A Competitive Review of SOA Appliances
The idea of appliances is not new. Packaged, self-contained, specialized servers have been performing tasks such as network gateways, firewalls and email cleansing for years. The attraction of an appliance is that access to the internals is restricted by the hardware form factor, and its specialized role enables hardware and software efficiencies that would not be possible in a general purpose server environment. As a result, appliances have the reputation of being tamper-proof, easy to install and configure and ideal for mechanical and repetitive operations.
Meanwhile, service oriented architecture (SOA) continues to grow in popularity, being adopted across more and more of the enterprise and partner value chain as companies seek greater agility, visibility and closer alignment of IT to business needs. As a result SOA network traffic, based around the self-defining XML data format, is growing exponentially and broadening to touch more and more domains and environments. This makes areas such as security, traffic management and the overhead of XML processing major concerns. In addition, the constantly growing SOA infrastructure continues to get more complex as more moving parts are added.
SOA appliances were introduced to address precisely these concerns. The idea is to offer a dedicated, fixed-purpose environment of specialized and highly optimized hardware and software in a robust and secure package. This environment will not only handle SOA and XML security, processing and governance needs, but will also mitigate SOA risk, reduce costs and increase efficiency. The market is growing, and a number of SOA appliance vendors have emerged; some are the usual SOA suspects like IBM and TIBCO, while others are specialist appliance vendors like Layer 7. Even Intel has decided to enter the fray with a rather unusual software version of the SOA appliance model, which seems a contradiction in terms.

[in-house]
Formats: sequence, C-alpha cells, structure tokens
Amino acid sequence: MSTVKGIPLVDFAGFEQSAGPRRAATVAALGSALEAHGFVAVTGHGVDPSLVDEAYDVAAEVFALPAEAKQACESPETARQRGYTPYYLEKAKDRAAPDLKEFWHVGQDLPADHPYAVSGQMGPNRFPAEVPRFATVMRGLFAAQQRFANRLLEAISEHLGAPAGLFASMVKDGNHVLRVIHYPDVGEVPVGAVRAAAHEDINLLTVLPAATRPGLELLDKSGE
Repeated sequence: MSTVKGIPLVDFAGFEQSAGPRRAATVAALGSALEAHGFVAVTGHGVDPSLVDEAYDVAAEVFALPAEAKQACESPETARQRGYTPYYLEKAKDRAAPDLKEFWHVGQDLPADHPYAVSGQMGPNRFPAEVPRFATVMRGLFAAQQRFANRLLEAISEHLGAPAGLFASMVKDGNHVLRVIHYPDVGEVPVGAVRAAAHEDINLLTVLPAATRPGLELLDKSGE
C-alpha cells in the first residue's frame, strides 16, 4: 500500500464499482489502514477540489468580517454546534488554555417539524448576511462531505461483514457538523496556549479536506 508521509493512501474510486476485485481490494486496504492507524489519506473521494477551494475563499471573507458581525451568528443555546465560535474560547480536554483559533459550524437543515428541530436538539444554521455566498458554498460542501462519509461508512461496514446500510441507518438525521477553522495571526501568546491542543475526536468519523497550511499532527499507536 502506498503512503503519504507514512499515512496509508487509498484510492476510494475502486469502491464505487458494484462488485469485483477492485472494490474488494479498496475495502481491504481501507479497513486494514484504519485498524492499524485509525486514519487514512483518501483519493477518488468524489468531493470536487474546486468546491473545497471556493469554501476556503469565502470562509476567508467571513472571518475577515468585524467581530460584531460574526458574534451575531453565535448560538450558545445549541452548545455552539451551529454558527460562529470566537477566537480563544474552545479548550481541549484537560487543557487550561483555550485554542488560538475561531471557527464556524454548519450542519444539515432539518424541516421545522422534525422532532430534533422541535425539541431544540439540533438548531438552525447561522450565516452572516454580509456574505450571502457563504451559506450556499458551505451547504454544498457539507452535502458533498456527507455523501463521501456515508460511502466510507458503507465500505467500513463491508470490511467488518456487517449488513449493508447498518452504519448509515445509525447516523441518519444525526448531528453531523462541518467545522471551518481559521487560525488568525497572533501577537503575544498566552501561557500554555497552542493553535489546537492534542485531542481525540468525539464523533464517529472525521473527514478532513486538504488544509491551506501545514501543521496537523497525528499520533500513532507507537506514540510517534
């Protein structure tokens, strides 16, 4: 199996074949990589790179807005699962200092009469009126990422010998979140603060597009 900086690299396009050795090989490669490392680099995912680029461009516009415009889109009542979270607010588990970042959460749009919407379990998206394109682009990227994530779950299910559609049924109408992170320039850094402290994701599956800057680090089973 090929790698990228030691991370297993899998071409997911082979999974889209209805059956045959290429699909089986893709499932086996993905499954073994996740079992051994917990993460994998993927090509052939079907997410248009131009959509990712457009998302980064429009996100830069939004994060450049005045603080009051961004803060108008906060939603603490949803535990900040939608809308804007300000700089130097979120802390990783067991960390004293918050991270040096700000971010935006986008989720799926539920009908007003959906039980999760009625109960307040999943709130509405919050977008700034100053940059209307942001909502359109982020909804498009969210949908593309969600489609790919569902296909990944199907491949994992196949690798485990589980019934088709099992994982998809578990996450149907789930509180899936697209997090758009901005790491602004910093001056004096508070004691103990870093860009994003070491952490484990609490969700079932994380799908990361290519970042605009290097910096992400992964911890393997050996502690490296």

This assessment takes a look at the SOA appliances being offered by three of these vendors, and considers where these offerings best fit in addressing SOA needs. The TIBCO appliance does not really fit in the SOA appliance category since it only offers a hardware implementation of the TIBCO Rendezvous messaging product, and so TIBCO is not included in this review. Summarizing the conclusions of this assessment, for general SOA needs the most comprehensive SOA appliance portfolio with the maximum opportunity for benefit comes from IBM. The Layer 7 range competes in the areas of security and governance, while the Intel ‘soft appliance’ may be of interest to organizations not wanting the more robust hardware form factor. However, whichever supplier is selected, the SOA appliance will most certainly be taking its place as an important element of an overall SOA deployment. While not suitable for all SOA needs, the efficiency, security, performance and simplification offered by SOA appliances makes them something that all SOA adopters should take into close consideration.